Photo courtesy of Catherine Rakowiecki

Though the term “music film” may seem obscure on the surface, it is a genre with which everyone, on some level, is intimately familiar. Streaming services like, Netflix and Hulu, play host to a slew of documentaries and biopics on prominent musicians.

Soundtrack-driven films, like “Les Misérables” and “La La Land,” have shown huge ticket-selling potential, and the post-MTV landscape has given viewers the ability to watch Taylor Swift’s “Look What You Made Me Do” whenever they please.

To celebrate films like these, a few artistic minds came together to create the ATLarge Film Festival. The inaugural Atlanta
festival comes from the same vein of meticulously curated events, like South by Southwest (SXSW) and Sundance.

“I just felt like the music film genre was really underappreciated,” said event co-founder Rob Ganger. “With Atlanta, its film industry and music industry
are thriving.”

“Obviously the music industry has for a lot longer, but the film industry is in some ways surpassing it now. So, we decided that the time was right to start this festival to kind of do both things,” Ganger added.

The inaugural festival, held between Oct. 27 and 29, brought creators from all over the United States to Atlanta in order to share their films and speak to attendees.

One of these creators, director Jodi Wille, brought her film “The Source Family” to the festival for its first ever screening in the Southeast. The film had previously sold out screenings in several prominent festivals worldwide, including SXSW.

“I think film festivals are so
enriching for a city because having a festival is very different than just having movies at a theater,” Wille said. “Oftentimes with film festivals, the directors are willing to bring out filmmakers and the subjects of their film, so it allows for cultural conversations.”

The festival decided not to accept submissions in its first year, instead opting to carefully curate the films that filled the walls of Georgia State’s Creative Media Industries Institute. While the turnout was not huge, the intimate feel was par for the course for an inaugural festival.

“As a first year event, it’s always tough to get traction, so we didn’t have high expectations for a big turnout,” Ganger explained. “What’s important to us is the quality of the curation and the people that we are bringing in, and that really surpassed our expectations.

“Some of the connections that were made through the experience have kind of blown our minds. For that, it was completely worth it, and we feel we have a great
foundation moving forward,” Granger continued.

By bringing an event with great potential to grow to Atlanta, Granger and the other organizers hope to expedite the city’s path to becoming a “cultural powerhouse.” Music has always been a big as well as an integral part of Atlanta’s DNA, and production companies have been making high budget blockbusters right outside Tech’s doorstep, including Marvel movies like “Ant Man.”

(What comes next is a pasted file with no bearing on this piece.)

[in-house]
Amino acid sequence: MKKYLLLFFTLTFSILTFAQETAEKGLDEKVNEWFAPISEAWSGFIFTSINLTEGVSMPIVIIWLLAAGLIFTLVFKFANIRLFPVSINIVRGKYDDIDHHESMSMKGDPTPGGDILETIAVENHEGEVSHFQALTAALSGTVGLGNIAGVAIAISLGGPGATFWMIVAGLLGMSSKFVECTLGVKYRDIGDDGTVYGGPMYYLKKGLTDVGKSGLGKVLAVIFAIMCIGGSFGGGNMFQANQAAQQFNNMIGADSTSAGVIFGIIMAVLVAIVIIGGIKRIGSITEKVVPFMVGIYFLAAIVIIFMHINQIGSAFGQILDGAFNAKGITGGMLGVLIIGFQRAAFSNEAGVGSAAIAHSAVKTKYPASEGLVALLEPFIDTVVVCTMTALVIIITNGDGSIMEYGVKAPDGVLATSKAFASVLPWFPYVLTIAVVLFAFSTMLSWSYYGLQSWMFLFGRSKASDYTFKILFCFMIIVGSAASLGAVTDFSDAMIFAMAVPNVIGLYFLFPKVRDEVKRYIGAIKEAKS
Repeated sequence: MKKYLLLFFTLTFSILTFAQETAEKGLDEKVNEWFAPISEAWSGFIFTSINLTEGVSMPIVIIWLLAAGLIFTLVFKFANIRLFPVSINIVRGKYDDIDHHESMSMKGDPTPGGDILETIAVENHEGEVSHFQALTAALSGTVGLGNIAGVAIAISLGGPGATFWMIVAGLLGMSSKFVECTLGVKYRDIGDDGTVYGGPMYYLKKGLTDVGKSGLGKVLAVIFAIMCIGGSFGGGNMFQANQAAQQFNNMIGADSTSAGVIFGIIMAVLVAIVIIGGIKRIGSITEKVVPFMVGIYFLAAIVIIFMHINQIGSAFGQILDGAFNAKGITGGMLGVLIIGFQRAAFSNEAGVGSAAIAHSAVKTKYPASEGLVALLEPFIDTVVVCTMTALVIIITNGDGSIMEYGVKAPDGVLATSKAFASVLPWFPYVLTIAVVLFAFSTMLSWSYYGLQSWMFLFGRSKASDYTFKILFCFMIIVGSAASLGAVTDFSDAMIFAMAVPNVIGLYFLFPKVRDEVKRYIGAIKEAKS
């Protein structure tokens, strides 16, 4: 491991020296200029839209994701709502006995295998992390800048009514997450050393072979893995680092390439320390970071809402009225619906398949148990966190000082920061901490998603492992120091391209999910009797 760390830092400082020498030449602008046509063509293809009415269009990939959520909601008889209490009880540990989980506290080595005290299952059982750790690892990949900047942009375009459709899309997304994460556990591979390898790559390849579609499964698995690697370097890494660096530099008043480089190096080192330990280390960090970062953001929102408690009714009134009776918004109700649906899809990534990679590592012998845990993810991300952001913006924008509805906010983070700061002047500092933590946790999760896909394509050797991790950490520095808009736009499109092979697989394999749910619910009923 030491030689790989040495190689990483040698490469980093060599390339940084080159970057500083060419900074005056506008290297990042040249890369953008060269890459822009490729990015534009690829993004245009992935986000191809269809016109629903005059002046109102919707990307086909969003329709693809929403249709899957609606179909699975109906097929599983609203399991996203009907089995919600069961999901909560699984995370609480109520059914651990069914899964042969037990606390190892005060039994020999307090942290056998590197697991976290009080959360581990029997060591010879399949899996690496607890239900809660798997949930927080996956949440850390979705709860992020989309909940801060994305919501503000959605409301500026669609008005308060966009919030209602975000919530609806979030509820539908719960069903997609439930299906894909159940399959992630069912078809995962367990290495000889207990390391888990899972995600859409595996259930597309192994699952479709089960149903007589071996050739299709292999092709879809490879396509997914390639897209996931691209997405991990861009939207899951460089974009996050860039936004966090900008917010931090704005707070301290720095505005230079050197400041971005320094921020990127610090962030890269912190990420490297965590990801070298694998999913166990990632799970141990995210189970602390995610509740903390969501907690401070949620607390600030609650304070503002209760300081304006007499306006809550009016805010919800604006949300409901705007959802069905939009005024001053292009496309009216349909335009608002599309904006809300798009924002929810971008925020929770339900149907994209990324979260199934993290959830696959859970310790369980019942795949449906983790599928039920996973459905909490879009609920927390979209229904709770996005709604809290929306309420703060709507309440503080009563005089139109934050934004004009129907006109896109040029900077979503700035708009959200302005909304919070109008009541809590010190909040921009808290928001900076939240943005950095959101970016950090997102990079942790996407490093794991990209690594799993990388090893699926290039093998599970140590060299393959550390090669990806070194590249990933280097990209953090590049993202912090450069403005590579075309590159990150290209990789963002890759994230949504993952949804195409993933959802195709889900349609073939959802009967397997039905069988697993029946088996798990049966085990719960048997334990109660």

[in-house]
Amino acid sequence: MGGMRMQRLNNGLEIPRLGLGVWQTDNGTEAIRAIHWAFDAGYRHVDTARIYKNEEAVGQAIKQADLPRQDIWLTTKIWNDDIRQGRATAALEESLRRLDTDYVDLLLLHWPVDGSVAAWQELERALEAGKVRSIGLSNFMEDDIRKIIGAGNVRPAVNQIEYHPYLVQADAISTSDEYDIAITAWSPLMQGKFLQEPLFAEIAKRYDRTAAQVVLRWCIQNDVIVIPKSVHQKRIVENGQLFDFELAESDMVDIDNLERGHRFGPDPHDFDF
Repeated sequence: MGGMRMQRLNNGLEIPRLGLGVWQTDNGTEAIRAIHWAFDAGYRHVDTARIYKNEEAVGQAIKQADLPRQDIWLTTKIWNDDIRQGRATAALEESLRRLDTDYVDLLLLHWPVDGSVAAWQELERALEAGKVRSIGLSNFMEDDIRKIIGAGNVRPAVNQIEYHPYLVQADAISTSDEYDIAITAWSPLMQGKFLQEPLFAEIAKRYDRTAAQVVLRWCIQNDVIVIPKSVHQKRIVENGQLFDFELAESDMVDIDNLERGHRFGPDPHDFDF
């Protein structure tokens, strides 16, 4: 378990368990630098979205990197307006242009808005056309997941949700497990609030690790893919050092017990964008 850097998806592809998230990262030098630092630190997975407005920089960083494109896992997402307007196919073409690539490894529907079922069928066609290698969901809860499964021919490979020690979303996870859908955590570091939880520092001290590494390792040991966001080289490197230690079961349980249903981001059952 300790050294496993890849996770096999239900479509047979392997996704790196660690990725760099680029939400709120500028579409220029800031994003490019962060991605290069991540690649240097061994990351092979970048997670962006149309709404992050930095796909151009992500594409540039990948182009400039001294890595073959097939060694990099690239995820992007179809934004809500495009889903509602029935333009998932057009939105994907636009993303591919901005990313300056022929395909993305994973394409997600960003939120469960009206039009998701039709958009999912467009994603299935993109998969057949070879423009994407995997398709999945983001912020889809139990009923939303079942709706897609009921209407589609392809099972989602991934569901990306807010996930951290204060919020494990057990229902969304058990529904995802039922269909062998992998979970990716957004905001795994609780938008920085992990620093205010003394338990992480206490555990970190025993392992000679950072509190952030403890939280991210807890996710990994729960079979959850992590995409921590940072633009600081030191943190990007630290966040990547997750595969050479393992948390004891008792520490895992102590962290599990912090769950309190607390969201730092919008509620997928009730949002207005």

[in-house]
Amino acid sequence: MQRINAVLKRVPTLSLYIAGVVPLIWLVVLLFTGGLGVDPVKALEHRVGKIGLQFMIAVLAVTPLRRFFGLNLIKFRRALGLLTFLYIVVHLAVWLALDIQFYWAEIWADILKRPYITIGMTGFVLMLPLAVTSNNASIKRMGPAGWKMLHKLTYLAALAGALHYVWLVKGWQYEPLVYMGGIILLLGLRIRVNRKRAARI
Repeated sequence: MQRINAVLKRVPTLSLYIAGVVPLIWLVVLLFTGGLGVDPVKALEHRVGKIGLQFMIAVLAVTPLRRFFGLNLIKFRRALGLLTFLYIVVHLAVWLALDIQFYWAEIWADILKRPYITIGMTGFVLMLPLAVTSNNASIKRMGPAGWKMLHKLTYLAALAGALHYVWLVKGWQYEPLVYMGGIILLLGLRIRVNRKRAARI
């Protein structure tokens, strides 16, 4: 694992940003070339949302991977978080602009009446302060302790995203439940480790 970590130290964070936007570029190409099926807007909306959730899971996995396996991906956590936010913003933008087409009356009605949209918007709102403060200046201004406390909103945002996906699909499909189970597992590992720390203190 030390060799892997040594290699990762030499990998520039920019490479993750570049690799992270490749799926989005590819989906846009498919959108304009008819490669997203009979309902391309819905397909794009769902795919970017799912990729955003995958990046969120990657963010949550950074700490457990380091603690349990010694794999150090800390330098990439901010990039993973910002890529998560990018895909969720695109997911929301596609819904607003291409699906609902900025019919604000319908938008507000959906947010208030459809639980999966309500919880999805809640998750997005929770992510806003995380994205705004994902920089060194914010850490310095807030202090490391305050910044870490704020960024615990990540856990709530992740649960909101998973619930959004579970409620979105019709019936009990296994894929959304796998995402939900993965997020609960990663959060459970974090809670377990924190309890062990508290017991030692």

Ganger believes that these developments will have an impact on the way that Atlanta’s students interact with the city and its culture. “Getting students involved is very important to us,” he said. “We really want to engage the younger generation because [they] have so much access to everything.

“We live in turbulent times,” Ganger continued. “What is an artist’s role in that, and what can they do to make a difference in their own life and within their community?”

Wille echoed his sentiments, focusing on the interplay between media, youth and societal issues.

“You bring communities together with film festivals,” she said. “You get people to speak and share ideas, and during times like right now, when there is so much happening in our country, conversations and community
are more important than ever.

“Film festivals bring people together in a way that can be revitalizing for a community; I think any person, regardless of resources or age, can start sharing films with their friends,” Wille continued. “Really, all it takes is a desire to share a film, and the desire to think about a film on a larger level — to realize that each film has themes that come with it and messages
of value.

“They can be igniters of conversations that are beneficial to have in our culture. For me, as a film programmer, I think about films that speak to the times we are in,” she concluded.

The interest of sponsors, coupled with the attention from filmmakers and other industry leaders, have already put ATLarge in a promising position. ATLarge could easily turn into Atlanta’s premiere film festival in the coming years while also amplifying the importance of music in film.